Astride the fast-flowing Kokcha River, Faizabad is a largely Tajik town, home to the rump Afghan government during the Taliban era. It’s an amiable place with a traditional bazaar, and is good to catch your breath for a few days if travelling to or from the Wakhan Corridor or the Tajikistan border.
The town has been the capital of Badakhshan since the 17th century. Its name (‘Blessed Abode’) is taken from the cloak of the Prophet Mohammed that was brought here by the ruling mir of the time. The cloak is now kept in a mosque in Kandahar.
The bazaar in the old town follows the street pattern set out during this time, a winding mass of roughly pitted streets between the main square and the river. The bazaar is of great interest to travellers, and knitted socks make good souvenirs. On the street west of the main square there are several lapis lazuli dealers. The blue stone is brought here from Sar-e Sang, although the best goes to Kabul. A kilo of medium quality lapis will set you back around US$100 here. Some jewellery is also made locally, but is generally of inferior quality next to what’s available in the capital.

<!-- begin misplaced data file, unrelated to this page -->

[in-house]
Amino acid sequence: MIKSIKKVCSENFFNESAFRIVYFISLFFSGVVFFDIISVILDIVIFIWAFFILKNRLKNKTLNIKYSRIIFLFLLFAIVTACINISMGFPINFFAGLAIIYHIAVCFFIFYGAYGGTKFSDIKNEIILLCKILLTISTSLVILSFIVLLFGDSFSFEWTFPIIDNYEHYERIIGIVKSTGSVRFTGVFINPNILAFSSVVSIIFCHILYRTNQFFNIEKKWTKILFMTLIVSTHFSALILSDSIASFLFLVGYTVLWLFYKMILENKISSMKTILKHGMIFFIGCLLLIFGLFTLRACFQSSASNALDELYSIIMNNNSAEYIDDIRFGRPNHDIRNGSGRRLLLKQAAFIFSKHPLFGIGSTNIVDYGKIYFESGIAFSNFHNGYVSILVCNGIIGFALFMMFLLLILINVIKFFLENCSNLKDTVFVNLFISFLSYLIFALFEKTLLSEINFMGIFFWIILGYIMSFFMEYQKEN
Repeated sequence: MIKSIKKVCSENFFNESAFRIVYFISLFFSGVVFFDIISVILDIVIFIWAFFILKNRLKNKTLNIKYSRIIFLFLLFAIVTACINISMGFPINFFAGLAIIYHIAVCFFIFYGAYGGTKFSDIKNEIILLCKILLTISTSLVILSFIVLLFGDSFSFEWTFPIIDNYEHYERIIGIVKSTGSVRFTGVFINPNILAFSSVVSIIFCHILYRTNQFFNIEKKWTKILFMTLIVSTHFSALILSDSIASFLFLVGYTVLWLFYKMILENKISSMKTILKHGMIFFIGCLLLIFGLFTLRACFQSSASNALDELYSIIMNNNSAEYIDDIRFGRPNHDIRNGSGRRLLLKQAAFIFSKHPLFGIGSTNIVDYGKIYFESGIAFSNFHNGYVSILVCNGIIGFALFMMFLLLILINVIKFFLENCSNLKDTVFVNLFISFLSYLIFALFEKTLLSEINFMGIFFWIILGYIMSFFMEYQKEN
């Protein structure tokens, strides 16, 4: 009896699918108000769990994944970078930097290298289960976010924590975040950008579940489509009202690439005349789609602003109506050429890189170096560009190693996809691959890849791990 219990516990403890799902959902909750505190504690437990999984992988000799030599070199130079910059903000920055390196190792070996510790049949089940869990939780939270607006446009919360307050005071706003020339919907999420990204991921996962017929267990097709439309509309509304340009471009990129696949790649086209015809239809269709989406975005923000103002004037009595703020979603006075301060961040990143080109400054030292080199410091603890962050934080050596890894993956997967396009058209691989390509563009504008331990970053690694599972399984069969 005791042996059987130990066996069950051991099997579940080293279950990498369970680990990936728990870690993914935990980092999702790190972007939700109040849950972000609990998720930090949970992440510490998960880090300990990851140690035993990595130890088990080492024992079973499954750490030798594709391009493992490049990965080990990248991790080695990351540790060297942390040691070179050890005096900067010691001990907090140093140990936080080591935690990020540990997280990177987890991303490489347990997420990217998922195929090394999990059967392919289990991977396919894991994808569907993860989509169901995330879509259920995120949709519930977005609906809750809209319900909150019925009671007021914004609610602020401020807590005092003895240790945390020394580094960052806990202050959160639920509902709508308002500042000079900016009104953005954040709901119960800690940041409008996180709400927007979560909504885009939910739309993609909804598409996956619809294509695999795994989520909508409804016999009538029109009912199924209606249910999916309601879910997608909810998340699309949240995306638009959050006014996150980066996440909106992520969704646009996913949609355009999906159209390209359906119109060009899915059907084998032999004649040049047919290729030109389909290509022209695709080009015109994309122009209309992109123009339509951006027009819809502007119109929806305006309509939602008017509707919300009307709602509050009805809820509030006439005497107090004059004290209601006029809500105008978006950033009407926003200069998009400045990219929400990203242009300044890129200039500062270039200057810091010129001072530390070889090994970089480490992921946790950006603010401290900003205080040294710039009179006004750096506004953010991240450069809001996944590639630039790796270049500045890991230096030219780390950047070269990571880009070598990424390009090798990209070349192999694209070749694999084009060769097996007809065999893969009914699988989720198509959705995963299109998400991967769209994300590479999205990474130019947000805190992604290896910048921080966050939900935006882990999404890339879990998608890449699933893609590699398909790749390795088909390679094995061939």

Faizabad has a pleasant climate, its heat moderated by breezes off the river. Given that it’s an entry point to the mountains, it’s a surprise that it sits at just 1200m – lower than Kabul. The town is particularly pretty in spring and early summer, when the fields and slopes sing with greenery. TV Hill, overlooking the old town, is worth climbing for great views. Nauroz is an interesting time to be here, as the holiday is usually followed by 10 days of buzkashi held on the field at the edge of Shahr-e Nau.